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Thread: Peter GADE

  1. #35
    Regular Member robin7's Avatar
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    Thumbs up 5th consecutive semi-finals @ Super Series in 2010

    Peter started the year 2010 with a runner-up to Lee Chong Wei @ Korea Open. It was then followed by 4 consecutive semi-finals appearances @ Super Series (Malaysia, All England, Swiss and now Singapore). This is really something to be proud of considering his age.

    Well done, Peter. Wish you all the best against Boonsak tomorrow!

  2. #36
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    A very good role model indeed.

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    Peter Gade is a hardworking player and despite ageing, he still can play good badminton
    and beat some young and good players. I don't think Lin Dan can be as good as Peter Gade
    when he reach 30+.....Salute Peter Gade

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    Peter Hoeg Gade at 34 years of age has beaten his opponent Boonsak Ponsana, 6 years his junior, in the 2010 Copenhagen Masters MS final match, 21-11, 21-12 in 35 minutes.

    PHG is one of the most enduring badminton singles players and has stood 10 times on top of the rostrum with regards to this tournament. This is his 11 final appearance in the said tournament and it is indeed a world record.

    I wonder whether LD and LCW would still be competitive past 30 years of age and that is not too long in coming. LCW will be 29 and LD 28 years of age in October 2011.


  5. #39
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    Wink True Love

    Peter Gade has true love for the game. While having a wife and 2 kids I've never heard of him talking about retirement from professional badminton, like LD.

    He is 34 and still consistently making it to the quarter finals of every tournament he attended this year and won the European Championships. When I watch him play with LCW and LD you can tell they still take him seriously. Peter Gade is awesome to watch with his attacking style.

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    Didn't PG stated that he was going to retire after the WC in Paris.........not that I am complaning.

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    Thumbs up

    Quote Originally Posted by Dr. Evil View Post
    Didn't PG stated that he was going to retire after the WC in Paris.........not that I am complaning.
    PHG is too good to retire and we, his fans, would no doubt wish him to stay on in the circuit as long as he is physically able.
    He proved it again at the VICTOR- BWF Super Series Finals 2010 where he was runner-up to LCW.
    In the semi-final he beat the 22 year old Chen Long in straight games 21-19, 21-18 in 59 minutes.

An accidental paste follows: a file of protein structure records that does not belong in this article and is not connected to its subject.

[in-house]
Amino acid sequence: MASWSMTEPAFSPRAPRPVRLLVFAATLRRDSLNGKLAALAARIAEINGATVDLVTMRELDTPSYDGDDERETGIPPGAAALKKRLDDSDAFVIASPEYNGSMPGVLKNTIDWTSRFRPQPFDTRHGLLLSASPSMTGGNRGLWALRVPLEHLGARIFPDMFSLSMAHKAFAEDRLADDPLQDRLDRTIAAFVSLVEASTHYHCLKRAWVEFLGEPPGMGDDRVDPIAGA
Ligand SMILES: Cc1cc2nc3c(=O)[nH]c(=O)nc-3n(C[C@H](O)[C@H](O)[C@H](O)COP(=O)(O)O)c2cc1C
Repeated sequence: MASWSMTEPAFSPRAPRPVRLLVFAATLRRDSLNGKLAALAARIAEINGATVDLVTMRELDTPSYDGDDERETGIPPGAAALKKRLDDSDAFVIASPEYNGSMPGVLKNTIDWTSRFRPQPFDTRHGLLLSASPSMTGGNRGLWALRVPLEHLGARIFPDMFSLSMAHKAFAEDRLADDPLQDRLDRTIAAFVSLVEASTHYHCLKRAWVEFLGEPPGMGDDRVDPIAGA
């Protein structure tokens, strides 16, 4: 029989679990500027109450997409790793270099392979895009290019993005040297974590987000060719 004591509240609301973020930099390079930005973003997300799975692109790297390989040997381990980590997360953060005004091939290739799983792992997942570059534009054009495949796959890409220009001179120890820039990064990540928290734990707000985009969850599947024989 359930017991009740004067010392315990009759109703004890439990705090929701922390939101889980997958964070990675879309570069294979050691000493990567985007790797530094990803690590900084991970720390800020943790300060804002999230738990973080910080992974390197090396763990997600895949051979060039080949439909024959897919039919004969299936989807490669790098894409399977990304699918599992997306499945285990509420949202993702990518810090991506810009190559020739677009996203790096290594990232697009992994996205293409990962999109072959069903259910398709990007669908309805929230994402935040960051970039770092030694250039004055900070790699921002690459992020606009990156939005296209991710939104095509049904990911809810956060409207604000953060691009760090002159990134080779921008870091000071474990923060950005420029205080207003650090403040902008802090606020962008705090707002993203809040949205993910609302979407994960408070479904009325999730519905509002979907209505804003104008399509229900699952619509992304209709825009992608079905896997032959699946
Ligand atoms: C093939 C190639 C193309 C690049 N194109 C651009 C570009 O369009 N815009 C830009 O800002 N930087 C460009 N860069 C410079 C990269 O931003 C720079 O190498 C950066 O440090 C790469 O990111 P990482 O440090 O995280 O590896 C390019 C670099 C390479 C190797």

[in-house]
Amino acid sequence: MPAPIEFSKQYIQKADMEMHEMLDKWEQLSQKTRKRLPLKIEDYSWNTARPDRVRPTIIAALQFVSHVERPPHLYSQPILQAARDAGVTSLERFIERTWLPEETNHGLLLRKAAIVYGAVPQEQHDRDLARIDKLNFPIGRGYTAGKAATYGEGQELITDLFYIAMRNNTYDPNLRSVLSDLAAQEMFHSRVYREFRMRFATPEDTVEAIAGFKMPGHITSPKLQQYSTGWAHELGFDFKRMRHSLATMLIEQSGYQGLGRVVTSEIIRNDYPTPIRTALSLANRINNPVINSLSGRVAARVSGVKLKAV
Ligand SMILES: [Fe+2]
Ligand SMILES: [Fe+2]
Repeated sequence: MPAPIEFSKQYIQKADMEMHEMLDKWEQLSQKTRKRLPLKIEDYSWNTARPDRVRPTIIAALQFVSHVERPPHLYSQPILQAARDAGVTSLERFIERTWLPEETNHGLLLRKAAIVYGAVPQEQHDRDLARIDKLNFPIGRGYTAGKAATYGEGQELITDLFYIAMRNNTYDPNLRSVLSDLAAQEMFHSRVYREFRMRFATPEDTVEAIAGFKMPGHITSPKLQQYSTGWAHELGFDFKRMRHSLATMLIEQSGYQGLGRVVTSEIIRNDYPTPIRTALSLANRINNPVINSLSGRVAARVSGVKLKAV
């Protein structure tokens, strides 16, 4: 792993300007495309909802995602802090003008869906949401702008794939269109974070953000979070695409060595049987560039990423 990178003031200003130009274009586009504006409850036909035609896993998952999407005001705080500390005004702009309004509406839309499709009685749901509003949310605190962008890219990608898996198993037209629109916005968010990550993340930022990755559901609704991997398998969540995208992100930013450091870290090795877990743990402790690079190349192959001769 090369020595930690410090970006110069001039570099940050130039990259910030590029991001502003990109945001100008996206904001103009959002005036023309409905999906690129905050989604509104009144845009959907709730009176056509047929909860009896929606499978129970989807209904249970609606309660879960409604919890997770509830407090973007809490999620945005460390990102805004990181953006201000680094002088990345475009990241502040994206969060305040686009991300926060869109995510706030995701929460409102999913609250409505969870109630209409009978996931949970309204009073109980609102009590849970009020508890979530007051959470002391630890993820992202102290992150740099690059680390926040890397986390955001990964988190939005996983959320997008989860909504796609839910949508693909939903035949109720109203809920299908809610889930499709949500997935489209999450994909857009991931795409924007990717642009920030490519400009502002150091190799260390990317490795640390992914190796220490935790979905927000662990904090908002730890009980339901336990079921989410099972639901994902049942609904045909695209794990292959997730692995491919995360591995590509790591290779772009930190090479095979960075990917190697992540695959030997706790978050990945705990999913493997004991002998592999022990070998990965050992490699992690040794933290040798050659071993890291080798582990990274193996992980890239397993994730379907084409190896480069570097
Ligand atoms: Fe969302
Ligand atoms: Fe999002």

His performance at the final is nothing to sniff at and both games were very challenging to LCW notwithstanding the score of 21-9, 21-14.


  8. #42
    Regular Member lcleing's Avatar
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    Peter Gade is still a wondeful athlete even at 34. There's no one in Denmark who can beat him consistently. Physically, Jan and chen Long should be slightly stronger. However, I think Gade's technique, tactics and experience will pull him through when playing against those young machines.

    As a former world no 1 who has been top 5 for almost an decade, I don't see him retiring anytime soon unless he have problems physically. Which is great consider how he can stun you with his tumbling netshots and deceptive drops-simply a beauty to watch.

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    Quote Originally Posted by lcleing View Post
    Peter Gade is still a wondeful athlete even at 34. There's no one in Denmark who can beat him consistently. Physically, Jan and chen Long should be slightly stronger. However, I think Gade's technique, tactics and experience will pull him through when playing against those young machines.

    As a former world no 1 who has been top 5 for almost an decade, I don't see him retiring anytime soon unless he have problems physically. Which is great consider how he can stun you with his tumbling netshots and deceptive drops-simply a beauty to watch.
    If given his now much improve technical and tactical skill, couple with his peak physical era (21 to 28), man it will be a thrill to watch him play against LCW and Lindan.

  10. #44
    Regular Member lcleing's Avatar
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    Quote Originally Posted by Dr. Evil View Post
    If given his now much improve technical and tactical skill, couple with his peak physical era (21 to 28), man it will be a thrill to watch him play against LCW and Lindan.
    That will certainly be a treat to the eyes-Classic match in the making.The closest we get this year is a match where PG was playing against TH in the AE quater finals. An absolute thrilling match to watch which proves that PG still has what it takes to be a champion although age is not on his side.